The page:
Welcome to Pedagogy   |   Sign In

The Resurgence of an Old Hydration Technique - Hypodermoclysis

With the hot days of summer approaching- keeping our elderly hydrated becomes critically important. Often an acute illness affects the ability of an elderly client or resident to keep up with the demands of sufficient water intake by mouth and rehydration via another means become necessary. Anyone who has attempted an IV catheter insertion on an elderly dehydrated patient is very familiar with the frustration and often the impossibility of the task. Due to the fact of very difficult cannulations on dehydrated individuals, we are seeing a resurgence of an old technique of rehydration called Hypodermoclysis or sometimes simply called “clysis”.

This strange sounding technique is actually a simple, easy, cost effective method of rehydrating with subcutaneous fluids.  With clysis an insertion of a catheter subcutaneously is all that is required and is the rehydration technique used in many long term care facilities and home health agencies across the country to prevent a hospital admission for IV placement and hydration.  Reducing unnecessary hospitalizations is a major focus in the health care industry today and many facilities are finding clysis as a great tool in their arsenal of hospital prevention strategies.  

The History of Hypodermoclysis

Subcutaneous fluid administration has been in use since the 1940’s and was popular during the 1950’s, but was largely replaced with the introduction of intravenous administration techniques. Many will recognize Hypodermoclysis as the method used by many veterinarians today for the rehydration of mild to moderately dehydrated animals. 

Administration Methods

With clysis, fluid is infused through a small gauge needle or catheter inserted into any of various sites.  Clysis sites are typically the same sites used for subcutaneous medication injections and would include:
  • Posterior upper arm
  • Upper chest, avoiding breast tissue
  • Subscapular area
  • Flank
  • Anterior or lateral thigh
  • Abdomen, at least 2 inches from the navel
There are limitations of clysis as only limited amounts of fluids may be administered.  The generally accepted volume and rate limits are:
  • Up to 1.5 liters/day in one infusion site (62ml/hr)
  • Up to 3 liters/day using 2 infusions sites (124ml/hr total)
The clysis infusion is generally administered by gravity at a constant rate. However, it is acceptable to administer 500 ml boluses over one to two hours, three times per day, with the use of hyaluronidase.  Hyaluronidase is an enzyme that increases the absorption and dispersion of subcutaneous solutions and other injected drugs. 

Generally, the literature states that the appropriate solutions that may be infused subcutaneously are isotonic solutions containing sodium chloride. However more recent studies have included solutions of D5W, Ringers, Lactated Ringers and solutions containing potassium chloride as acceptable solutions for clysis use.

The Advantages/Disadvantages of Clysis

Advantages
  • Lower costs; fewer re-sites, less equipment required, less staff time
  • More comfortable than IV administration
  • Less likely than IV administration to cause pulmonary edema or fluid overload
  • Simple insertion, less distressing than IV insertions
  • May be administered in any  care setting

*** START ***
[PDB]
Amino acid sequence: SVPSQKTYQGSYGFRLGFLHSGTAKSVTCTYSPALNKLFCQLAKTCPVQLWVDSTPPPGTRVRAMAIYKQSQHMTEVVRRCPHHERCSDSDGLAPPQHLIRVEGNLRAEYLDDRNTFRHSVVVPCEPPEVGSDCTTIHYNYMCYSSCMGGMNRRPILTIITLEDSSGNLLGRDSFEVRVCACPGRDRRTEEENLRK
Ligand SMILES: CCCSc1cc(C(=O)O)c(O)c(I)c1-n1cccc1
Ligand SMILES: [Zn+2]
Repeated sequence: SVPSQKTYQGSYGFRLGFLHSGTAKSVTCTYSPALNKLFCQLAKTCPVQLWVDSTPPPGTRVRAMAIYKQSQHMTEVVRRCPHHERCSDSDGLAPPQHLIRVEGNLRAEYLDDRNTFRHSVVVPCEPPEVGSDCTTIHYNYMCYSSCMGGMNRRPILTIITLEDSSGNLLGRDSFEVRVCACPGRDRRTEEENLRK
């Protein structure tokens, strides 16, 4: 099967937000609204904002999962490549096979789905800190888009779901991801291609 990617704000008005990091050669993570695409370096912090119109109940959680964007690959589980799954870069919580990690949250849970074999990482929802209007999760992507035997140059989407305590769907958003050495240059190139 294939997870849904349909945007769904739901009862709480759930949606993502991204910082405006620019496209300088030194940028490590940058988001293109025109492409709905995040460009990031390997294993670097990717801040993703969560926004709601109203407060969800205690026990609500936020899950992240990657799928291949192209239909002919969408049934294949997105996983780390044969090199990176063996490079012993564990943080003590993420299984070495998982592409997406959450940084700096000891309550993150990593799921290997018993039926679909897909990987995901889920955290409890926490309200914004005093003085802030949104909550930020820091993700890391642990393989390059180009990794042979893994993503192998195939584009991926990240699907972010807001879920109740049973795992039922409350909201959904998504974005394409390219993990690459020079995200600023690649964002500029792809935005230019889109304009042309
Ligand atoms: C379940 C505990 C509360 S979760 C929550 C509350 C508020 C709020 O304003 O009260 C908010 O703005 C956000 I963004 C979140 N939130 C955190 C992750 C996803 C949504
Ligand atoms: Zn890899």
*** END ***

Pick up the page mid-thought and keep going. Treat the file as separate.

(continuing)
• Does not cause thrombophlebitis
  • Not associated with septicemia or systemic infections
  • No danger of intravenous clot formation, and clotting of IV catheter
Disadvantages
  • Limited volume of solution that may be administered
  • Edema at infusion site
  • Possible local reaction
Summary

Clysis is cost-effective, easy to administer, and safer than intravenous rehydration, but many nurses, nurse practitioners and even physicians are unfamiliar with the therapy.  With the many advantages of this rehydration technique, it may be beneficial for facilities to take steps to educate their staff in this simple method of rehydration. 

To learn more about Hypodermoclysis  see our course Reducing Hospitalization with Hypodermoclysis

Pedagogy blog written by Capra Dalton, RN. Capra Dalton is our CEO and author of Pedagogy online continuing education courses.

Capra Dalton, Registered Nurse, has more than 26 years of experience in infusion therapy and the instruction of licensed nurses in infusion therapy continuing education. Her experience comes from multiple infusion settings: acute care, ambulatory infusion centers, home infusion, long term care continuing education provider, and long term care pharmacy quality assurance consultant.

As the CEO, Capra is responsible for all operational aspects of Pedagogy, including education course content, author recruitment, and management. She is a member of the Infusion Nurses Society (INS), the National Association for Practical Nurse Education and Services (NAPNES), and the Council of Practical Nurse Educators (COPNE), and presented at a recent Texas Health Care Association convention on “Nurses Meeting the Changing Needs of LTC Residents - IV’s and PICC Lines.” Capra received her nursing education from Lamar University in Beaumont, Texas.

Capra has an avid interest in holistic healing, nutrition, herbs, and alternative therapies for the treatment of disease in humans as well as animals. She and her husband, Patrick, live near Tyler, Texas, with their two teenage daughters, three dogs, and a cat on a ranch complete with horses, chickens, vineyard, orchards, and a 4,000 square foot organic garden.

Visit us at http://pedagogyeducation.com to learn more. 


Posted: 7/22/2013 10:52:54 AM
Comments
Comments
Blog post currently doesn't have any comments.
Leave comment




 Security code
Copyright © 2018 Pedagogy, Inc. All Rights Reserved.



Powered by Kentico